Will a Superhero Movie Finally Get a Best Picture Nomination?

Deadpool Dark Knight - Photofest - H Split 2017
<p><span data-scayt_word="Deadpool" data-scaytid="1">Deadpool</span> Dark Knight - <span data-scayt_word="Photofest" data-scaytid="2">Photofest</span> - H Split 2017</p>   |   Photofest
The improbable rise of 'Deadpool' has the makings of an awards-season Cinderella story: "The passion projects are the ones that generally get recognized."

Wade Wilson may accomplish what Bruce Wayne never could.

Deadpool has a legitimate shot at becoming the first superhero movie to earn a best picture Oscar nomination, which would be the latest in a surprising awards-season spree. It has earned WGA, PGA and DGA nominations in recent weeks, while the pic and its star Ryan Reynolds were also nominated, but lost, at the Golden Globes.

A best picture nomination for Deadpool could cool the ire fanboys still feel over one of the most infamous snubs in Oscar history — the Academy's failure to nominate The Dark Knight for best picture in 2009, an omission later credited with the category being expanded from five slots to 10.  

Even just a few months ago, a best picture Oscar nomination for Deadpool sounded as improbable as the crass, R-rated film becoming one of the biggest hits of 2016 might have sounded two years ago. The pic's screenwriters Rhett Reese and Paul Wernick admit they are surprised by the awards love their film has received.

"Awards season tends to award virtuous movies and movies with messages and political movies and movies that just make statements. And boy, Deadpool couldn't be further from that," Reese tells Heat Vision.

On the other hand, the Oscars also tend to reward passion projects — and Deadpool is definitely that. It was a labor of love years in the making, and though it's a studio movie, it also has the feel of an underdog. With its modest (for a superhero pic) $58 million budget, it eclipsed the box-office take of 2016's X-Men: Apocalypse, which had a budget more than three times that.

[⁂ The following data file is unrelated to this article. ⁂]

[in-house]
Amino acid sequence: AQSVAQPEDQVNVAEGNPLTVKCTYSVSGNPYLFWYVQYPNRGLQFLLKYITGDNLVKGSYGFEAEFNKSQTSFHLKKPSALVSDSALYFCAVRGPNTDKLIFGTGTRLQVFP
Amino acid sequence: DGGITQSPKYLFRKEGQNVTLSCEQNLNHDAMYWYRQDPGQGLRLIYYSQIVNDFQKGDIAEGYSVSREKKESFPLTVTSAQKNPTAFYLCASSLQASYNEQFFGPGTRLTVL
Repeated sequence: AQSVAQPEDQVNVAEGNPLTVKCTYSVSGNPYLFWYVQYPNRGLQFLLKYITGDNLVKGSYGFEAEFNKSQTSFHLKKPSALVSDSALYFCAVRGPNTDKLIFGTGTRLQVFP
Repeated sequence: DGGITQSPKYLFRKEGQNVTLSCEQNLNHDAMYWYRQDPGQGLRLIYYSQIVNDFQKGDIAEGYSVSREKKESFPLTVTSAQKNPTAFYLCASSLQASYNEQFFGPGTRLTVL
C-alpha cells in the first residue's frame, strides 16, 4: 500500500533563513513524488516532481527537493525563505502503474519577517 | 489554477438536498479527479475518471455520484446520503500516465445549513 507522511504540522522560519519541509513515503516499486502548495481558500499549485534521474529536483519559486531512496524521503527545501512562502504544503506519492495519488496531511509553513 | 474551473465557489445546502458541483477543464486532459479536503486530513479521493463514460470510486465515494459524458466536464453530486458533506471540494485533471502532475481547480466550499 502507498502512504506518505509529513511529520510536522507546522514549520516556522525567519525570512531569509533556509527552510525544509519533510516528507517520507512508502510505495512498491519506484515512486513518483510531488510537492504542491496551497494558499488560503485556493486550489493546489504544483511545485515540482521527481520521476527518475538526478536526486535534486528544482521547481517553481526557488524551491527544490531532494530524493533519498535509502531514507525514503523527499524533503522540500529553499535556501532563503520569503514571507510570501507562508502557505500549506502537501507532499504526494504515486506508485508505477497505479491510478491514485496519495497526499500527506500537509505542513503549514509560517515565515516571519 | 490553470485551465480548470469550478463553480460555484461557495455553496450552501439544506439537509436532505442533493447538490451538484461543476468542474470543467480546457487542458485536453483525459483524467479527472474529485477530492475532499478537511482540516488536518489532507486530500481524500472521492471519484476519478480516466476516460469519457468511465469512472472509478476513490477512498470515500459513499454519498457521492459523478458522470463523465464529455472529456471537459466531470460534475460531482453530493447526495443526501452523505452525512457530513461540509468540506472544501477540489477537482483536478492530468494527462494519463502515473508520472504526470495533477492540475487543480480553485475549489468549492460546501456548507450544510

"Come awards season, the movies that are most difficult to make, the passion projects, are the ones that generally get recognized, and Deadpool was very, very difficult to make," says Wernick. "It was a very risky movie for the studio to greenlight — a hard-R, antihero movie about a guy with cancer who's got a scarred face. It's got all the makings of an awards-season movie, it's just told in a much different style and tone than some of those movies are."

Since the Dark Knight controversy, the expanded best picture pool has seen genre movies like Avatar (2009) and Mad Max: Fury Road (2015) score best picture mentions, but for the most part, the category has seen the Academy nominate the same types of movies it always has — just more of them.

There are rumblings that this year could be different. After last year's #OscarsSoWhite controversy, the Academy made an effort to bring more diversity into its ranks with the 2016 class. Though it did not provide a breakdown of ages, anecdotal evidence suggests its new members are not only more diverse, but also skew younger — the type of voters more likely to embrace a Deadpool.

The closest analogs to a superhero movie that have won Oscar's biggest prize are Silence of the Lambs (1991), the only horror film to win best picture, and Lord of the Rings: Return of the King (2003), the only fantasy movie to win.    

But fans still have trouble moving past The Dark Knight's snub in a year that saw a less-remembered film like The Reader get a nomination while Christopher Nolan's Batman epic was overlooked (Heath Ledger's posthumous supporting actor Oscar win helped soothe troubled waters.)

Blair Erickson, director of the 2013 horror film Banshee Chapter, organized a popular Dark Knight Oscar fan campaign in 2008-09.

"The thing is about The Dark Knight that made it kind of special was it was just absolutely straight-faced. You have a movie about a guy dressed as a clown and a guy dressed as a bat, but they did not wink at the audience. They took it as serious as a heart attack and pulled it off," says Erickson, who still would like to see the superhero genre recognized by the Academy, but is skeptical Deadpool will be the one to break the glass ceiling.

"Deadpool never stops winking at the audience. They know it's silly. They know it's fun," he says.

Even if Deadpool can't break through, Erickson has an idea for what type of superhero film might be able to do it in the future.

"My thinking is a superhero movie that will finally crack into the Oscars will be one that deals with some kind of social issue," he says, citing Netflix's Jessica Jones and Luke Cage as examples of superhero material that also tackles relevant social issues. "Something like that — in film form."

If Deadpool ends up getting the nomination Tuesday, stay tuned. Reynolds has promised an epic response — in character